While the season has been disappointing from a win-loss standpoint due to all the injuries, Close has been encouraged by the team’s growth and thinks that the underclassmen’s high regard for seniors Thea Lemberger and Atonye Nyingifa could lead to a special finish. “Thea Lemberger and Atonye Nyingifa have earned the respect of our teammates, and I think there is a lot of power in that,” Close said. “The job of the underclassmen is to keep fighting so [the seniors’ careers] can be extended… I think you’ll see our team compete incredibly hard and fight for our seniors.”
Oregon State's Scott Rueck
The Beavers enter the Pac-12 tournament as the hottest team in the conference, having won nine straight games. “I think the wins are a byproduct of playing right all the time,” Rueck said. “One of the strongest attributes of this team is their consistency, especially with a young team. I think we’ve played extremely efficient since mid-January.”
According to Charlie Creme, the Beavers are one of the last four teams in the NCAA tournament in his latest bracketology projections. Luckily, Rueck says, his team has been very focused on the task at hand. “I haven’t needed to give a motivational speech in more than a month, they’re so dialed in,” he said.
Oregon's Paul Westhead
Westhead expects a close one with Washington State this time around now that the game will be played on a neutral court. “This is probably going to come down to the last three or four possessions – up two or down two,” Westhead said. “You go to your fire at the very end and we’re pretty evenly matched so I think it’s going to be a terrific game.”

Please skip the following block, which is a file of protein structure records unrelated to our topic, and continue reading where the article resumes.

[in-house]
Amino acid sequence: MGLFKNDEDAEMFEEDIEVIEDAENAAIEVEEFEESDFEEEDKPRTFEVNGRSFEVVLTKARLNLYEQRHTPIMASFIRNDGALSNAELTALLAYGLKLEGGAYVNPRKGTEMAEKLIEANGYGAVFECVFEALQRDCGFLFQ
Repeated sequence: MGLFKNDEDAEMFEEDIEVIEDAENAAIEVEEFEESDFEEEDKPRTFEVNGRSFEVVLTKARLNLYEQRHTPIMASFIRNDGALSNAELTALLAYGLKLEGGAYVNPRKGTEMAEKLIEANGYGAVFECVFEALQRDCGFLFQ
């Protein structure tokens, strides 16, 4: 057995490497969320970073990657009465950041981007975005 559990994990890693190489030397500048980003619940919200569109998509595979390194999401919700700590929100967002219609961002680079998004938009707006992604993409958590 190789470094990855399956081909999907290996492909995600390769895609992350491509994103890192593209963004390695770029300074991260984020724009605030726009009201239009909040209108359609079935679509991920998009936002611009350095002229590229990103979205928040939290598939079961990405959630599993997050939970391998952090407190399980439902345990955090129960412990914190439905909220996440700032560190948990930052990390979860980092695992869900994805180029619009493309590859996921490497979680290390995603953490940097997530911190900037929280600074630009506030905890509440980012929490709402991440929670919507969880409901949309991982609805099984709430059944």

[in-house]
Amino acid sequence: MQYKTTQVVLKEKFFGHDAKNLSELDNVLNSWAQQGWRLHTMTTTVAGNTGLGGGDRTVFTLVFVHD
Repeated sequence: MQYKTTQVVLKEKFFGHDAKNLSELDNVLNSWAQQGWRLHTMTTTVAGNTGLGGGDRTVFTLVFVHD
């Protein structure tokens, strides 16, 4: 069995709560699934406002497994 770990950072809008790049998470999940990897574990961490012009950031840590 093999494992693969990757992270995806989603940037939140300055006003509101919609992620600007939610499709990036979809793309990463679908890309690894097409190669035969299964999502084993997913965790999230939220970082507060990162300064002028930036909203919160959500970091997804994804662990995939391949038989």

When asked about what is his team’s biggest struggle to get wins, Westhead turned his attention to the defensive end. “Most games we play pretty darn good, especially offensively. We’re running our break to score enough to win,” he said. “You get caught late in a game where you give up too much defensively and the offense can’t sustain [its production].”
Cal's Lindsay Gottlieb
Gottlieb expects Brittany Boyd to play in the Pac-12 tournament after being held out of the lineup against Washington in the regular season finale due to a mild knee sprain. “She is the toughest and most competitive kid I’ve seen. She probably could have gone Saturday if I let her,” Gottlieb said.
The Cal coach also had great things to say about her fellow Pac-12 head coaches, pointing out the jobs Scott Rueck and Charli Turner Thorne did, in particular.
The Golden Bears play with a lot of swag and are one of the most animated teams in the nation when it comes to pregame handshakes and dances. “We’re definitely No. 1 in the nation in clapping and chanting… Those moves all come from me,” Gottlieb quipped.
Stanford's Tara VanDerveer
The Pac-12 Coach of the Year was not available for the teleconference.